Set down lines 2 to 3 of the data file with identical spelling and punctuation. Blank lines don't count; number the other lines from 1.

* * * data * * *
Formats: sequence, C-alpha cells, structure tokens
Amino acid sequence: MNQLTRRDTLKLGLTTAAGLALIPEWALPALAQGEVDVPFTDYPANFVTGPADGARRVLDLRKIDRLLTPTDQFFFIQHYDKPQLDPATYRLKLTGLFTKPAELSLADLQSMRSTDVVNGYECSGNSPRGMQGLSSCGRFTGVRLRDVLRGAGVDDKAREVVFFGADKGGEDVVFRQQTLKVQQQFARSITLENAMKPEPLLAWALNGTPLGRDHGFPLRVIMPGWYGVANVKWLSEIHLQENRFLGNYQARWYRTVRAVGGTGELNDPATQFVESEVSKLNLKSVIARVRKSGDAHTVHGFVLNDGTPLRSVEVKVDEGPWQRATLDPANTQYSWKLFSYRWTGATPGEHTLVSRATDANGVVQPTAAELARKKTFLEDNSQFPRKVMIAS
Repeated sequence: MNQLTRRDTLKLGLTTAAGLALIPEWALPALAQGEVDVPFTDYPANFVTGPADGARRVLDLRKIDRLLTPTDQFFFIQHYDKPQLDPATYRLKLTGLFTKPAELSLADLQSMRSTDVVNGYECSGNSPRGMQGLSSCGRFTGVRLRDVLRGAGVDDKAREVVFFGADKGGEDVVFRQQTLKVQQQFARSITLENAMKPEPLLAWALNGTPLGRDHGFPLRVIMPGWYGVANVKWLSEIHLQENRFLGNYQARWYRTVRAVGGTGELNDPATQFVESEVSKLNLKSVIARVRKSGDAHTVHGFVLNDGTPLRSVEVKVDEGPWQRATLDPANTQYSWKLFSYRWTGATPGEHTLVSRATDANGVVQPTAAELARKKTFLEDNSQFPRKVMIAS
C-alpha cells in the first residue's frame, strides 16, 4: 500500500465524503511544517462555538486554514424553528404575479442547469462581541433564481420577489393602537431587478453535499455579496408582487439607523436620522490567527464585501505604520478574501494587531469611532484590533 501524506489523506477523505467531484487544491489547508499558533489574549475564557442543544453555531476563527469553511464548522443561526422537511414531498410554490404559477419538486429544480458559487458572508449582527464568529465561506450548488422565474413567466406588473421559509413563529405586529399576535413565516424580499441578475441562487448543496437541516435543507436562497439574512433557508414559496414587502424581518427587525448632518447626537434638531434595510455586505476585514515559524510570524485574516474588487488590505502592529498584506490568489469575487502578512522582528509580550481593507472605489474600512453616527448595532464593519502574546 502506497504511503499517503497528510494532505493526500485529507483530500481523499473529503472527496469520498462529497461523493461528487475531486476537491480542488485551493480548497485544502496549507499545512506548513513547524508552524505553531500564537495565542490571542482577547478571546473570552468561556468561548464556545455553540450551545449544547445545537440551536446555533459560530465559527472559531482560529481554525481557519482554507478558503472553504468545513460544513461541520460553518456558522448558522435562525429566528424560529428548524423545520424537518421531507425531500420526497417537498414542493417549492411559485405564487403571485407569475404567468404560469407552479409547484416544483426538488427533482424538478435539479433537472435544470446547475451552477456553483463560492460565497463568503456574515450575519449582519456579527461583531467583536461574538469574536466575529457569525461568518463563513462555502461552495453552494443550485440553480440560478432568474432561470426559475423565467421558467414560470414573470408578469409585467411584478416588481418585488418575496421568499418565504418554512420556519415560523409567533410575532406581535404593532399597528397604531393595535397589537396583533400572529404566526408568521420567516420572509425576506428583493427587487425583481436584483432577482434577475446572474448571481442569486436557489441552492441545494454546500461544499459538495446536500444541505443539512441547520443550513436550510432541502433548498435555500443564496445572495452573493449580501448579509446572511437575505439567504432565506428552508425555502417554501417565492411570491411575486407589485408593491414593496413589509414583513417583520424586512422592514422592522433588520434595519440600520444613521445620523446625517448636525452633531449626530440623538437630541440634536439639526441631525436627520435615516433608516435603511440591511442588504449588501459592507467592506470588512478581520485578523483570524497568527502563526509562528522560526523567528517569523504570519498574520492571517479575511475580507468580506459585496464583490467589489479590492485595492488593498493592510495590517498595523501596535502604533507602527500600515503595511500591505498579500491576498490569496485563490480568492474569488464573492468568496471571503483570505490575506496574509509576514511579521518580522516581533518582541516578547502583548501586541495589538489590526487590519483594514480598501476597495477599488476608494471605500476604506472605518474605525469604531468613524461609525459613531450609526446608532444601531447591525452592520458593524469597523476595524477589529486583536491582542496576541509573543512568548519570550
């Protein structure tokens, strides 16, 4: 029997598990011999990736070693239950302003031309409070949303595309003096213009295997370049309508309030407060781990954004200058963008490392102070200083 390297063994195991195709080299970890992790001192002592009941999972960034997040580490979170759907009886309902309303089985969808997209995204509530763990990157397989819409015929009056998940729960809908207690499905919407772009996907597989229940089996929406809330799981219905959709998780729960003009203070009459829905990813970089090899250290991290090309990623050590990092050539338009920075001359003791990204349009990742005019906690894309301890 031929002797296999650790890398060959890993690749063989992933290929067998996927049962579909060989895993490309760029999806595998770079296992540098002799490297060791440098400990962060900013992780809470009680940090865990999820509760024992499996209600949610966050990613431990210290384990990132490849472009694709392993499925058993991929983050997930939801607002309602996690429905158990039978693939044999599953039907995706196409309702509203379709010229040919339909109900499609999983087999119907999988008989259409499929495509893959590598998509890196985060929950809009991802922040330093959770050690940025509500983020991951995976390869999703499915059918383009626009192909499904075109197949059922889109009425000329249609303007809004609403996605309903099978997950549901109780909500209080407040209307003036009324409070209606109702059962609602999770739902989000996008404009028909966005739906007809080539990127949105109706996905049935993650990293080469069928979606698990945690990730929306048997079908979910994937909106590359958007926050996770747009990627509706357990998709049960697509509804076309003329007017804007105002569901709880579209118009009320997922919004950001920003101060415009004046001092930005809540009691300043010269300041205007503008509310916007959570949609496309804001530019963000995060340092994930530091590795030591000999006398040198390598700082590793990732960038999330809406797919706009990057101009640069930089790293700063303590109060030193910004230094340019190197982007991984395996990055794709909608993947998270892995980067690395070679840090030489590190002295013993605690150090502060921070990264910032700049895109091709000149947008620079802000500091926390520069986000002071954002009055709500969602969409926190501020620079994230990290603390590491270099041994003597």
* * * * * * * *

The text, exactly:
Amino acid sequence: MNQLTRRDTLKLGLTTAAGLALIPEWALPALAQGEVDVPFTDYPANFVTGPADGARRVLDLRKIDRLLTPTDQFFFIQHYDKPQLDPATYRLKLTGLFTKPAELSLADLQSMRSTDVVNGYECSGNSPRGMQGLSSCGRFTGVRLRDVLRGAGVDDKAREVVFFGADKGGEDVVFRQQTLKVQQQFARSITLENAMKPEPLLAWALNGTPLGRDHGFPLRVIMPGWYGVANVKWLSEIHLQENRFLGNYQARWYRTVRAVGGTGELNDPATQFVESEVSKLNLKSVIARVRKSGDAHTVHGFVLNDGTPLRSVEVKVDEGPWQRATLDPANTQYSWKLFSYRWTGATPGEHTLVSRATDANGVVQPTAAELARKKTFLEDNSQFPRKVMIAS
Repeated sequence: MNQLTRRDTLKLGLTTAAGLALIPEWALPALAQGEVDVPFTDYPANFVTGPADGARRVLDLRKIDRLLTPTDQFFFIQHYDKPQLDPATYRLKLTGLFTKPAELSLADLQSMRSTDVVNGYECSGNSPRGMQGLSSCGRFTGVRLRDVLRGAGVDDKAREVVFFGADKGGEDVVFRQQTLKVQQQFARSITLENAMKPEPLLAWALNGTPLGRDHGFPLRVIMPGWYGVANVKWLSEIHLQENRFLGNYQARWYRTVRAVGGTGELNDPATQFVESEVSKLNLKSVIARVRKSGDAHTVHGFVLNDGTPLRSVEVKVDEGPWQRATLDPANTQYSWKLFSYRWTGATPGEHTLVSRATDANGVVQPTAAELARKKTFLEDNSQFPRKVMIAS